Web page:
"Don't we have the right to talk about the role of Europe and its function to protect us rather than expose us to globalization?" Sarkozy said Sunday in an interview with Le Parisien.
"For several weeks, the ideas I propose have been gaining ground not just in France but the whole of Europe," Hollande told French radio, citing recent appeals for more growth and less austerity from the leaders of Spain, Portugal and Italy. "It is not for Germany to decide for the rest of Europe."
Hollande had long campaigned for the European Investment Bank and the European Union's structural funds to be given clear and priority commitments to job creation. He claimed vindication when his proposals were given a cautious welcome over the weekend by German Chancellor Angela Merkel, even though she insisted there could be not going back on Europe's "fiscal compact" to slash budget deficits.
"Now Merkel says she is ready to do more for growth," Hollande said. "A few weeks ago, Merkel didn't even want to hear the word growth, she was only talking about austerity. Now there will be a renegotiation. There will be a growth pact."
Pressure is mounting across Europe for a new economic strategy as the continent drifts into a double-dip recession. Last week in Germany, France and Italy, the Purchasing Managers' Index (a key indicator of future economic activity) slumped back to the level of the fall of 2008, immediately after the Lehman Brothers bankruptcy.
Britain is officially into a second recession, after two successive quarters of economic contraction. So is Spain, where unemployment is more than 24 percent.
And in France Sarkozy was damaged by Friday's unemployment figures. Another 16,600 jobs were lost last month, reaching a total of 2.88 million unemployed, at 9.3 percent the highest level France has seen since 1999.
Still, the election contest appears to be tightening. Two polls indicate the race to be within the pollsters' margin of error although Hollande still has a clear lead in most polls. However, Sarkozy probably has the better machine to get out the vote. But he has been hurt by new allegations that Libya's Moammar Gadhafi regime helped finance his 2007 election campaign, which he denies, pointing out that along with Britain he led the way in rallying NATO military support to help overthrown Gadhafi.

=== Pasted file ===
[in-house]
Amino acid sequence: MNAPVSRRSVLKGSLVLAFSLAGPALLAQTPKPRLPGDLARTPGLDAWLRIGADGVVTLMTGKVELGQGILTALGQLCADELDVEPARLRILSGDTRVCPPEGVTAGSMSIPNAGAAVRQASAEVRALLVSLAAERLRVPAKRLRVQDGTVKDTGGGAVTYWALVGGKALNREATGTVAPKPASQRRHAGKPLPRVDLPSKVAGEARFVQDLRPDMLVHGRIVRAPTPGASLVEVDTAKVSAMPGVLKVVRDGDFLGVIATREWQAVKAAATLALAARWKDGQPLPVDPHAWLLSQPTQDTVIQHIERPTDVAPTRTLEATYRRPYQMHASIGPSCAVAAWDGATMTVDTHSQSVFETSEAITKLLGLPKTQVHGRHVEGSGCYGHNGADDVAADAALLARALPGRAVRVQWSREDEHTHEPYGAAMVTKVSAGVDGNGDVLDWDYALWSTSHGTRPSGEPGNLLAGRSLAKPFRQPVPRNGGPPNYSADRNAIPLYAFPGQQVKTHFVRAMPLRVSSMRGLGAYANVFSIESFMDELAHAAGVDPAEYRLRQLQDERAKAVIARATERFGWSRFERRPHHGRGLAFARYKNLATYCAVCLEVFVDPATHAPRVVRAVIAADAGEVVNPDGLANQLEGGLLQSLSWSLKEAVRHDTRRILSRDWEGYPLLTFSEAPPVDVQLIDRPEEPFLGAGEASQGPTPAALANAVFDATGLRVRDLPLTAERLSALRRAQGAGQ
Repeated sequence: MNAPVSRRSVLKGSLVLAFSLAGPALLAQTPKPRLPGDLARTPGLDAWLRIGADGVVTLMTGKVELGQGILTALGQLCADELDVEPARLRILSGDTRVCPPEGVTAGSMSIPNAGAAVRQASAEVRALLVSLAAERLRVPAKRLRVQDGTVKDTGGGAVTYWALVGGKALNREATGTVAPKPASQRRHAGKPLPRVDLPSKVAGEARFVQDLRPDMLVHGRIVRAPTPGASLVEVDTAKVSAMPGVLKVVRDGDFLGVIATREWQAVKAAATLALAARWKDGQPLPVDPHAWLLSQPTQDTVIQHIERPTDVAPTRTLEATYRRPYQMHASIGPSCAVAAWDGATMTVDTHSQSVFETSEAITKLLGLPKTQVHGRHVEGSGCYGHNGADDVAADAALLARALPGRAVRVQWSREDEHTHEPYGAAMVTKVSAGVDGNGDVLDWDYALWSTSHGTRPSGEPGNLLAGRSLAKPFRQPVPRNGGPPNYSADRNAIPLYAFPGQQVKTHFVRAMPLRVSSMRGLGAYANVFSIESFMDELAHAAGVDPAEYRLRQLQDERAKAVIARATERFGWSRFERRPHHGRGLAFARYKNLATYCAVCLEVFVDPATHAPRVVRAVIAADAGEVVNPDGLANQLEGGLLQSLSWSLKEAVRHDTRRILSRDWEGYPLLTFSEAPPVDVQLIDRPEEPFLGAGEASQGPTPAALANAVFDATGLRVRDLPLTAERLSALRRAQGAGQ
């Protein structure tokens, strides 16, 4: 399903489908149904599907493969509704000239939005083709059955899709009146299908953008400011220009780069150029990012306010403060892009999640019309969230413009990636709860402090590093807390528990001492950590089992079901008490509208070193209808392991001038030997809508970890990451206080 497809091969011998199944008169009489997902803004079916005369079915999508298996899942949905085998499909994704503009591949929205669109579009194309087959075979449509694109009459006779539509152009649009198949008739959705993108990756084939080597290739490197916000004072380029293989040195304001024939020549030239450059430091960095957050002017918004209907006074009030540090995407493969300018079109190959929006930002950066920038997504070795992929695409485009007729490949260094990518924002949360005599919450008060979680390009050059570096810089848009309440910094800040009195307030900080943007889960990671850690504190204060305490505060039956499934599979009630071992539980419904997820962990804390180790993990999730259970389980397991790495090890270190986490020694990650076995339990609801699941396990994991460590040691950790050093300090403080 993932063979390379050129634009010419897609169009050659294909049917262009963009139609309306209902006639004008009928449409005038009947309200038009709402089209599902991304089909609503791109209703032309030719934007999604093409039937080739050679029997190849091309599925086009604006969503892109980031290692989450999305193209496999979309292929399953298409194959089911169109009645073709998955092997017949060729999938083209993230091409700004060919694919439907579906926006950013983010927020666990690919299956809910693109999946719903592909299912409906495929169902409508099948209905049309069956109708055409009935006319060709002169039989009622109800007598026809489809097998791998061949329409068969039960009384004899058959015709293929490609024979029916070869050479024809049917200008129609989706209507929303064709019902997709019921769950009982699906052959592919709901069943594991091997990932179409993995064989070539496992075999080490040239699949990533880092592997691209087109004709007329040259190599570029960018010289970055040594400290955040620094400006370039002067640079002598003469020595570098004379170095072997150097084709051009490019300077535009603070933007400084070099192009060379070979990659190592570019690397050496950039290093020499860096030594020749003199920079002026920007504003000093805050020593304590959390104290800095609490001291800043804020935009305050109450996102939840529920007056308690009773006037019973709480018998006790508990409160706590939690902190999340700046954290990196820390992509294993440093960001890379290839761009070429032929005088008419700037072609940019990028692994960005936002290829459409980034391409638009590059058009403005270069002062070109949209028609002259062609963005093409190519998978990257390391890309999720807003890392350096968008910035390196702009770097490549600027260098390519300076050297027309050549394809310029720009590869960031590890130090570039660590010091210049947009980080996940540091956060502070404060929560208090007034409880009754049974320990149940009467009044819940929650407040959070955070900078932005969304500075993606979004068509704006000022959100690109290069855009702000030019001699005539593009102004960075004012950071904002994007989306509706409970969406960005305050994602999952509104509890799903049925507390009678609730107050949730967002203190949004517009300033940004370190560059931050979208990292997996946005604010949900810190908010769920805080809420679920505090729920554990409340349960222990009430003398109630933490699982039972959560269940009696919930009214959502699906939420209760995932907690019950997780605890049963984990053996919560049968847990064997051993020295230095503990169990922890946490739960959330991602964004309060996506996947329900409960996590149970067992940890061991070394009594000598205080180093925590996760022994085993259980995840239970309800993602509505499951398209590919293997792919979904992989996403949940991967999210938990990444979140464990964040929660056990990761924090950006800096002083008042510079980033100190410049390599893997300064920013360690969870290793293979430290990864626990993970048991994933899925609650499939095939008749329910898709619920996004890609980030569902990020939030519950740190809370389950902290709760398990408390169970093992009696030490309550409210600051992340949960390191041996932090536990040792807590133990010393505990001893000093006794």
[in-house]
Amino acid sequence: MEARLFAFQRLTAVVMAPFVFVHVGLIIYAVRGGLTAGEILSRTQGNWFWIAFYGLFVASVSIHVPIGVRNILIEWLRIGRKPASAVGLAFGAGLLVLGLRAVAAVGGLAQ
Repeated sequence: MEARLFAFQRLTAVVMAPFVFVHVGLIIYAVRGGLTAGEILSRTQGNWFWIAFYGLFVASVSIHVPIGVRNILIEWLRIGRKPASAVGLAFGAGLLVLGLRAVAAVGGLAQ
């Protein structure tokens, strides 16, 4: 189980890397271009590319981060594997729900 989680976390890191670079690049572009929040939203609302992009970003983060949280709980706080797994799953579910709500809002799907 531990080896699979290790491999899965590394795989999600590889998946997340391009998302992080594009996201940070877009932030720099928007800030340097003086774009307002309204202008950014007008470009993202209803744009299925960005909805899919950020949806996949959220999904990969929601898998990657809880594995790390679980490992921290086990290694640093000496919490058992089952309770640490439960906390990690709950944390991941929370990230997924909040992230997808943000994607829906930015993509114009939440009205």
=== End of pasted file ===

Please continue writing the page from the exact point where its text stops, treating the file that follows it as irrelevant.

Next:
The key to Sunday's election will be the 18 percent of voters who picked the Front National's Marine Le Pen in the first round. Pollsters had expected more than half of them to vote for Sarkozy in the runoff but Le Pen has appealed to her voters to abstain rather than give Sarkozy a second term.
She says her party will do far better in the June parliamentary elections for the National Assembly if Sarkozy is defeated and his center-right UMP party is in disarray. She says that UMP could split, with many of its supporters coming to her and many of its deputies hurriedly trying to negotiate electoral pacts the keep their seats.
"There will be a political reconstruction," Le Pen said over the weekend. "If we get into Parliament we will shake everything up."
Le Pen's model is the Dutch anti-immigration leader Geert Wilders, who has become the king-maker in the Dutch Parliament, forcing a government collapse this month when he withdrew support from the coalition government.
Across Europe, five years of the financial crisis and rising unemployment are shaking up traditional party systems, giving new weight to extremist parties of right and left and to regional parties from Scotland to Spain and northern Italy.
Sarkozy has shifted his rhetoric sharply to the right over the past week as he sought to win Le Pen's voters, saying there were too many foreigners in France and that they should not get an automatic right to vote (as Hollande proposes). Sarkozy, who made his name as a tough minister of the Interior a decade ago, also said last week that the police needed a broader license to shoot at escaping criminals.
In France, May 1 is a holiday, usually filled with labor union parades and this year's is likely to see some tension between Sarkozy's planned rallies and others for the Socialists and the revitalized Communists, whose Left Front candidate Jean-Luc Melenchon won 11 percent of the vote in the first round. In a further sign of the political disruptions coming from the financial crisis, that was the far left's best result in decades.